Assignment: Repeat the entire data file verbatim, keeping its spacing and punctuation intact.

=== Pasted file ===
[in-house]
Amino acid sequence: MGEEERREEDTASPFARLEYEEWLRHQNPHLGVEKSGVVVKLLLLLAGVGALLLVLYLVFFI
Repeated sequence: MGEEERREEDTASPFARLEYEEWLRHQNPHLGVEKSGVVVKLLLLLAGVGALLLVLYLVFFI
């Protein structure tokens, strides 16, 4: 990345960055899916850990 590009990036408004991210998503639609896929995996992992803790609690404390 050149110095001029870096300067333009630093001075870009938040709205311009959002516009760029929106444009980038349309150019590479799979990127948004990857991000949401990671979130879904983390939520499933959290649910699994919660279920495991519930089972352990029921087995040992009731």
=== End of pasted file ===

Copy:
[in-house]
Amino acid sequence: MGEEERREEDTASPFARLEYEEWLRHQNPHLGVEKSGVVVKLLLLLAGVGALLLVLYLVFFI
Repeated sequence: MGEEERREEDTASPFARLEYEEWLRHQNPHLGVEKSGVVVKLLLLLAGVGALLLVLYLVFFI
């Protein structure tokens, strides 16, 4: 990345960055899916850990 590009990036408004991210998503639609896929995996992992803790609690404390 050149110095001029870096300067333009630093001075870009938040709205311009959002516009760029929106444009980038349309150019590479799979990127948004990857991000949401990671979130879904983390939520499933959290649910699994919660279920495991519930089972352990029921087995040992009731």